It's important (I
think) to point out that none of the examples in my last post
have any kind of conflict of creative agenda
(in the gamist/narrativist/simulationist sense). While I have encountered CA conflicts in the past (notably with AD&D, Over the Edge, and various White Wolf games), in the examples listed all the players were on the same page with regard to what we were "playing for." The "disconnection" I'm writing about is one in which PC objectives get supplanted
What do I mean by "supplanted?" Well, I mean the objectives are suppressed and replaced...and generally this is done in the name of fulfilling the cooperative spirit of the game:
In example #1 the GM is suppressing specific PC objectives in order to provide inclusive cooperative scenarios.
In example #2 the players are suppressing the PC objectives for acting against the group consensus of "right" behavior in-game.
In (hypothetical) example #3 the GM is suppressing the PC objectives for acting against the group's (out-of-game) moral considerations.
In example #4 the GM is suppressing all PC objectives in order to fulfill a campaign objective (in hopes this will lead to "cooperative play").
Why is this a big deal? Why do we care if specific objectives of an imaginary player character gets suppressed, or supplanted, or "put off for awhile?" Why does it matter.
Well, back in Part 1
of this series, I postulated that ROLE-PLAYING
Player objective (out of game) matching Character objective (in game)
And you may say, so what if it is?
Well...if role-playing is player objective matching character objective and you are halting this process, then you are halting role-playing. And if you do that, then what are you left with?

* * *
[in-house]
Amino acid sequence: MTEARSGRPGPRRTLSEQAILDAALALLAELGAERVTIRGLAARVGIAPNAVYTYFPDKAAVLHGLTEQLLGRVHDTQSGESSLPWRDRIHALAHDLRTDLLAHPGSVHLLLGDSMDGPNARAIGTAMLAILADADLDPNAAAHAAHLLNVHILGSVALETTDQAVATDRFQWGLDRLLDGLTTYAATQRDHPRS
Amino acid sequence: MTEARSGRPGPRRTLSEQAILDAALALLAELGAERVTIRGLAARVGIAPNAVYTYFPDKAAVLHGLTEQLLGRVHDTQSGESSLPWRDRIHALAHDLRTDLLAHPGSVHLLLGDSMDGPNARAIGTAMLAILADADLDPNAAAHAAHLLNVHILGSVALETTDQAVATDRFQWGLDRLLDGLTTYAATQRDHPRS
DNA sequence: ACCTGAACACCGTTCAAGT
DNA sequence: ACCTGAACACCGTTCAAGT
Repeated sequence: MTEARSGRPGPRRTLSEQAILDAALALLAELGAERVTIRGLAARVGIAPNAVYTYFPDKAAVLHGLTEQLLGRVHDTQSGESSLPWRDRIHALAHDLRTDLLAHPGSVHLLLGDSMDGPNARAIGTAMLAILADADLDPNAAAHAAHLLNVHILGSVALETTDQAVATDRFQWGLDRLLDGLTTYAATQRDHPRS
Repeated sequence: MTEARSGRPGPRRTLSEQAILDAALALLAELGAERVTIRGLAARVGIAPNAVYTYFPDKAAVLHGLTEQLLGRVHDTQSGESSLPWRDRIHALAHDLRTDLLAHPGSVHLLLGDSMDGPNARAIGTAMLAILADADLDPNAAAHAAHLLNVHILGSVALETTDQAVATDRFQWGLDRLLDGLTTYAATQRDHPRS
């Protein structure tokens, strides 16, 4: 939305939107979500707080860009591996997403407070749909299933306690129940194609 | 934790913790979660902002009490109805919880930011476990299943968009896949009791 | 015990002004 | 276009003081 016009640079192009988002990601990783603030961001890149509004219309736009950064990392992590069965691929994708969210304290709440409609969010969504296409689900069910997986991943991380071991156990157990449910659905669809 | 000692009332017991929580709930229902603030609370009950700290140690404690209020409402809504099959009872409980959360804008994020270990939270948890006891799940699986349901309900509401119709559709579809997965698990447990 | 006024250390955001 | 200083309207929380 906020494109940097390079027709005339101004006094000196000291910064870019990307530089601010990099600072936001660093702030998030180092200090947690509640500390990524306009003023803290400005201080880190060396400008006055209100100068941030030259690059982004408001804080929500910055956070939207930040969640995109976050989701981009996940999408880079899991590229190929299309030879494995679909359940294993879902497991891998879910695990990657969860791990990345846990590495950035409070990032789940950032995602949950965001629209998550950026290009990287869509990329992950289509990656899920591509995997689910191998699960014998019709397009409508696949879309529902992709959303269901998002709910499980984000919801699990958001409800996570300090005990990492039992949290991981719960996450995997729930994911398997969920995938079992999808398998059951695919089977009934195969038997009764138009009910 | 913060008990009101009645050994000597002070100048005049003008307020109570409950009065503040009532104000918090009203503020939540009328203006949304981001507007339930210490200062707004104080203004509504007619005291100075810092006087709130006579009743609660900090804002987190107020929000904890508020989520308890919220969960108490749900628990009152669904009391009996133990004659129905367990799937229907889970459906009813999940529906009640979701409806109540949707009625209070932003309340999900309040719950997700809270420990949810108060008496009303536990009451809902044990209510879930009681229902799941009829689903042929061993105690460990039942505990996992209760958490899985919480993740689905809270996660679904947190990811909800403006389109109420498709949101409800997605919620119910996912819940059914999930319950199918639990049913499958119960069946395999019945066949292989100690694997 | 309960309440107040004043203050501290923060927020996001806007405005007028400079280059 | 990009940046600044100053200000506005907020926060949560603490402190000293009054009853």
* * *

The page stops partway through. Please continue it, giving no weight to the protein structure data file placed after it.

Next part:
Or, to put it another way:
IF the main thing a role-playing game has over a computer game or a board game or a war game is its ability to provide a role-playing experience, THEN that experience needs to be encouraged and nurtured, not suppressed and supplanted.
Now let's go back to that original postulated theorem: that role-playing IS "character objective and player objective meeting." What the hell is this supposed to look like exactly? Are we talking play-acting with a funny voice? Are we talking about writing pages of backstory and background for a character?
Not at all.
If I say, "I'm a dwarven adventurer, I make my living scouring dark holes looking for treasure (because it pays better than working as a blacksmith)," you're on your way to role-playing. It's as simple as that.
And as hard as that...if during the game you can sit down at the table and say (to yourself):
Given that I'm a dwarf...what would I do in this situation?
...then you ARE role-playing.
And there are certainly different levels or qualities to role-playing...some people may have more specific objectives (as I stated originally) than others. And the more specific and concrete those objectives, the deeper or more "enriched" the role-playing experience. For example:
Given that I'm a dwarven exile who feels he has lost his honor and can only be redeemed through death in battle...what would I do in this situation?
Given that I am a crippled dwarf who has never felt worthy of his beard and needs to prove himself useful, as a person and as a member of the Black Rock Clan...what would I do in this situation?